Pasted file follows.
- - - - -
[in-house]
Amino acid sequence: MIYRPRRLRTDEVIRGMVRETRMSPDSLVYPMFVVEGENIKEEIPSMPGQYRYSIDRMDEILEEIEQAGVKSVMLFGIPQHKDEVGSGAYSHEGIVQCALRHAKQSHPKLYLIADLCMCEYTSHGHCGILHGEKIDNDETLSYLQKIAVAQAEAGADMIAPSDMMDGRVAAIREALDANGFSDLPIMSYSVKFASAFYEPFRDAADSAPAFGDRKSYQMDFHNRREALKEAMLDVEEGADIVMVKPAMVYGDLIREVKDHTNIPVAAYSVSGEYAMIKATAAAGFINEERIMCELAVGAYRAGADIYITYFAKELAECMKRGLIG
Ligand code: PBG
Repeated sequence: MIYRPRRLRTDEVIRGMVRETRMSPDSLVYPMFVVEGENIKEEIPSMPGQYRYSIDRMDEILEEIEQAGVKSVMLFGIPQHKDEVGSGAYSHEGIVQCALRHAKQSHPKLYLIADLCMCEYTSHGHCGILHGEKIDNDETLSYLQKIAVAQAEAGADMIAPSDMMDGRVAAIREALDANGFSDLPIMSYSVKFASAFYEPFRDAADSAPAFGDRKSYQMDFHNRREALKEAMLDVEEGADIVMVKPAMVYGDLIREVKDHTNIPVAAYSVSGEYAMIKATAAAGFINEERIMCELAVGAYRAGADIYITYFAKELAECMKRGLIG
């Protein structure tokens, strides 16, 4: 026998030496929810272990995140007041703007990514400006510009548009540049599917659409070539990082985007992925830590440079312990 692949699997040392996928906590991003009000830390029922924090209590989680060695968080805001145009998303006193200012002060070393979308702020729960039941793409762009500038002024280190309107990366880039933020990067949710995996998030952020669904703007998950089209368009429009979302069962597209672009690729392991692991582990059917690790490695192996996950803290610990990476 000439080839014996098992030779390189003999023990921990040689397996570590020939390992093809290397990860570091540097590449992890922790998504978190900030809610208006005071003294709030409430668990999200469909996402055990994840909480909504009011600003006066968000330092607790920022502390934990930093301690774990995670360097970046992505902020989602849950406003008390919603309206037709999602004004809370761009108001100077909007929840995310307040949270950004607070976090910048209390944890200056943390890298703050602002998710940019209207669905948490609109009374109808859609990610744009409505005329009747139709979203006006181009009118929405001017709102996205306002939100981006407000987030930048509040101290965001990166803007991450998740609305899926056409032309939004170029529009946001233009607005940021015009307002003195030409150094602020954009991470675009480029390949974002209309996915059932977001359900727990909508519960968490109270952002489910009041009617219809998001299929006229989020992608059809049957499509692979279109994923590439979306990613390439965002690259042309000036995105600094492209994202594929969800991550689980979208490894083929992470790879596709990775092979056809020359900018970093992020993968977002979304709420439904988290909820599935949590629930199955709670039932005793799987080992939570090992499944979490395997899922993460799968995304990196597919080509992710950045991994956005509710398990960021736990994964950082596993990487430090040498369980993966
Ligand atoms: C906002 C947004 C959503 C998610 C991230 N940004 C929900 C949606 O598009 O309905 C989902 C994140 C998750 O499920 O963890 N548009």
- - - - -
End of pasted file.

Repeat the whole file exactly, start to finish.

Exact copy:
[in-house]
Amino acid sequence: MIYRPRRLRTDEVIRGMVRETRMSPDSLVYPMFVVEGENIKEEIPSMPGQYRYSIDRMDEILEEIEQAGVKSVMLFGIPQHKDEVGSGAYSHEGIVQCALRHAKQSHPKLYLIADLCMCEYTSHGHCGILHGEKIDNDETLSYLQKIAVAQAEAGADMIAPSDMMDGRVAAIREALDANGFSDLPIMSYSVKFASAFYEPFRDAADSAPAFGDRKSYQMDFHNRREALKEAMLDVEEGADIVMVKPAMVYGDLIREVKDHTNIPVAAYSVSGEYAMIKATAAAGFINEERIMCELAVGAYRAGADIYITYFAKELAECMKRGLIG
Ligand code: PBG
Repeated sequence: MIYRPRRLRTDEVIRGMVRETRMSPDSLVYPMFVVEGENIKEEIPSMPGQYRYSIDRMDEILEEIEQAGVKSVMLFGIPQHKDEVGSGAYSHEGIVQCALRHAKQSHPKLYLIADLCMCEYTSHGHCGILHGEKIDNDETLSYLQKIAVAQAEAGADMIAPSDMMDGRVAAIREALDANGFSDLPIMSYSVKFASAFYEPFRDAADSAPAFGDRKSYQMDFHNRREALKEAMLDVEEGADIVMVKPAMVYGDLIREVKDHTNIPVAAYSVSGEYAMIKATAAAGFINEERIMCELAVGAYRAGADIYITYFAKELAECMKRGLIG
């Protein structure tokens, strides 16, 4: 026998030496929810272990995140007041703007990514400006510009548009540049599917659409070539990082985007992925830590440079312990 692949699997040392996928906590991003009000830390029922924090209590989680060695968080805001145009998303006193200012002060070393979308702020729960039941793409762009500038002024280190309107990366880039933020990067949710995996998030952020669904703007998950089209368009429009979302069962597209672009690729392991692991582990059917690790490695192996996950803290610990990476 000439080839014996098992030779390189003999023990921990040689397996570590020939390992093809290397990860570091540097590449992890922790998504978190900030809610208006005071003294709030409430668990999200469909996402055990994840909480909504009011600003006066968000330092607790920022502390934990930093301690774990995670360097970046992505902020989602849950406003008390919603309206037709999602004004809370761009108001100077909007929840995310307040949270950004607070976090910048209390944890200056943390890298703050602002998710940019209207669905948490609109009374109808859609990610744009409505005329009747139709979203006006181009009118929405001017709102996205306002939100981006407000987030930048509040101290965001990166803007991450998740609305899926056409032309939004170029529009946001233009607005940021015009307002003195030409150094602020954009991470675009480029390949974002209309996915059932977001359900727990909508519960968490109270952002489910009041009617219809998001299929006229989020992608059809049957499509692979279109994923590439979306990613390439965002690259042309000036995105600094492209994202594929969800991550689980979208490894083929992470790879596709990775092979056809020359900018970093992020993968977002979304709420439904988290909820599935949590629930199955709670039932005793799987080992939570090992499944979490395997899922993460799968995304990196597919080509992710950045991994956005509710398990960021736990994964950082596993990487430090040498369980993966
Ligand atoms: C906002 C947004 C959503 C998610 C991230 N940004 C929900 C949606 O598009 O309905 C989902 C994140 C998750 O499920 O963890 N548009």